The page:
July 31, 2020

Cortez Masto Joins Bipartisan Effort to Support Physician Training Programs in Rural Communities

Washington, D.C. – As COVID-19 cases continue to rise throughout the nation, U.S. Senator Catherine Cortez Masto (D-Nev.) joined Senators Tammy Baldwin (D-Wis.), John Barrasso (R-Wyo.), Michael Bennet (D-Colo.), Sherrod Brown (D-Ohio), Cory Gardner (R-Colo.), Cindy Hyde-Smith (R-Miss.), Michael Rounds (R-S.D.) and Kyrsten Sinema (D-Ariz.), in calling on the Trump administration to support physician training programs in rural communities to strengthen and maintain a physician workforce for the future, especially in rural areas.

Rural hospitals are facing difficult financial decisions as a result of the pandemic, and may be forced to decrease or eliminate training and residency programs due to the additional costs. In a letter from the bipartisan group of Senators to Health and Human Services Secretary Alex Azar, the Senators request the administration release approximately $100 million in targeted funding from the Provider Relief Fund established in the Coronavirus Aid, Relief, and Economic Security (CARES) Act to fund rural hospitals that train physicians and commit to maintaining training programs for at least three years.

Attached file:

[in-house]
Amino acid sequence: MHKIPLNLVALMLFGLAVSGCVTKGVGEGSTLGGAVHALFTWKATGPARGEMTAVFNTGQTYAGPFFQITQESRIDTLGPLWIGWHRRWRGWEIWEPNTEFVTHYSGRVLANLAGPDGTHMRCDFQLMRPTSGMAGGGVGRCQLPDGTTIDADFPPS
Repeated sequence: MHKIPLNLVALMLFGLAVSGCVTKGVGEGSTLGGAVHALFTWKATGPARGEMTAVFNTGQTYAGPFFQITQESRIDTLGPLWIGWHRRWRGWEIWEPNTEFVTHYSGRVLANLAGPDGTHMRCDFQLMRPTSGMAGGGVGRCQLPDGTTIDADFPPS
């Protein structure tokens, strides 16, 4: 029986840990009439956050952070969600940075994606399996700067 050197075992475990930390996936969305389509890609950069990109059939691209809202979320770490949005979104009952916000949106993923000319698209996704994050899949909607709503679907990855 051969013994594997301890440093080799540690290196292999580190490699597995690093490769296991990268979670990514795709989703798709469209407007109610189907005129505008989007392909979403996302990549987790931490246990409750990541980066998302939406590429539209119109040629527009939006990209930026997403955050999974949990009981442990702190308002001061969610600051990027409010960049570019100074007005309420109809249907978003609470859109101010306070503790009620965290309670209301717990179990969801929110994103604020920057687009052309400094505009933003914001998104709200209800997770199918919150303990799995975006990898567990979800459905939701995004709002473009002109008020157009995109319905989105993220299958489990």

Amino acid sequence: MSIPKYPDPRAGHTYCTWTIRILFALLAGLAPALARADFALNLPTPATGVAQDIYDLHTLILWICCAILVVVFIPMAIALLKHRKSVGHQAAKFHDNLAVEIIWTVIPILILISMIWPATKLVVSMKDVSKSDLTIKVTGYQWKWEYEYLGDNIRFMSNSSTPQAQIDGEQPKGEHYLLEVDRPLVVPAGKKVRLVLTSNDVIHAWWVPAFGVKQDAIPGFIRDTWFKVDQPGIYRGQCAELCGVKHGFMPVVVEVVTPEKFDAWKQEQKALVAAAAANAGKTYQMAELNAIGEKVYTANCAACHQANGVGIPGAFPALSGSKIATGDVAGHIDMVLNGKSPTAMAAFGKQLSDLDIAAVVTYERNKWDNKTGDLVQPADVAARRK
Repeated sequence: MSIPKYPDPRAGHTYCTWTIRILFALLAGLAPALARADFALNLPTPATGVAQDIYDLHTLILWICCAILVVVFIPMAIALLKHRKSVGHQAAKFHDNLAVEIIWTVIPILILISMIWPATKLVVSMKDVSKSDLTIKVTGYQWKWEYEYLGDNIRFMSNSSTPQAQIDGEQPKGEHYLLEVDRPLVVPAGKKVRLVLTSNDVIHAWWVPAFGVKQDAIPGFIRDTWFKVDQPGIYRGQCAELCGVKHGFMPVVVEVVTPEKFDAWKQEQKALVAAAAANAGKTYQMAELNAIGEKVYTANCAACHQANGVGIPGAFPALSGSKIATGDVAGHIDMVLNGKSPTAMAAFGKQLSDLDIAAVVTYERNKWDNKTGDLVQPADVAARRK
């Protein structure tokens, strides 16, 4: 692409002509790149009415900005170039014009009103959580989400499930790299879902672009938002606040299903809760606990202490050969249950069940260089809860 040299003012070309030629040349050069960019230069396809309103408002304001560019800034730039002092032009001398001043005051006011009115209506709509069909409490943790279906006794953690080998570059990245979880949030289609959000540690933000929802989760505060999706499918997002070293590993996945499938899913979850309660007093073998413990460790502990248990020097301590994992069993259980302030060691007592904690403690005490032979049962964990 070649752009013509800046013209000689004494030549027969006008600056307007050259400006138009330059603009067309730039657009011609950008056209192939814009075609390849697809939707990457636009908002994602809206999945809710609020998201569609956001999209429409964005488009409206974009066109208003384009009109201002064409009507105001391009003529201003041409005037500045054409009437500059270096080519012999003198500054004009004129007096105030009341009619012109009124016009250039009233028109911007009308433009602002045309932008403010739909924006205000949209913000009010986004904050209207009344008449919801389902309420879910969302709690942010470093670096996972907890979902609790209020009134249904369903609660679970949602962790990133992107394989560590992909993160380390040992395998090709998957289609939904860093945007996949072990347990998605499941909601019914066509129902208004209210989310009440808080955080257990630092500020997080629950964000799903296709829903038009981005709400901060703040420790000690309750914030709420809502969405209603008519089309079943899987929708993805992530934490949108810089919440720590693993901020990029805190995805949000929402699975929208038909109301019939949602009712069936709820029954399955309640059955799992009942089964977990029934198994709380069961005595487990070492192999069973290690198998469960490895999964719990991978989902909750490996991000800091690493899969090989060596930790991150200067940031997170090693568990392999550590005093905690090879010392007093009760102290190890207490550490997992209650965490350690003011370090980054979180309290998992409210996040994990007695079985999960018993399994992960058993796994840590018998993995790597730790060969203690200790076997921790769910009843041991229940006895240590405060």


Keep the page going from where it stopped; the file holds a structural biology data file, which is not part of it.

“Rural hospitals have been significantly impacted by revenue losses due to the COVID-19 pandemic, and without federal action, we are concerned that some may be forced to discontinue their physician training programs to remain open,” the Senators wrote.

They continued, “We urge you to commit immediate resources from the Provider Relief Fund to rural hospitals that maintain their current residency training programs. This will help rural hospitals currently training residents who are likely to go into rural practice, often near their training site, and who supply a significant portion of the future workforce serving those hospitals. The proposed, targeted payment is not a substitute GME payment, but rather an incentive payment to a rural hospital that commits to maintaining its current training program. The payment would be determined by the number of resident positions; however, it is not a payment for residency education. A rural hospital which serves as the primary location of training of greater than 50% of residents’ time, would receive the bonus payments upon agreeing to maintain its training program(s) for the next three academic years.”

“As you continue to address the financial needs of the provider community, we request that you include support for the physician training pipeline in rural America,” the Senators concluded. “This action will help provide needed care to patients during this emergency, and help maintain a physician workforce for the future.”

The full text of the letter can be found here.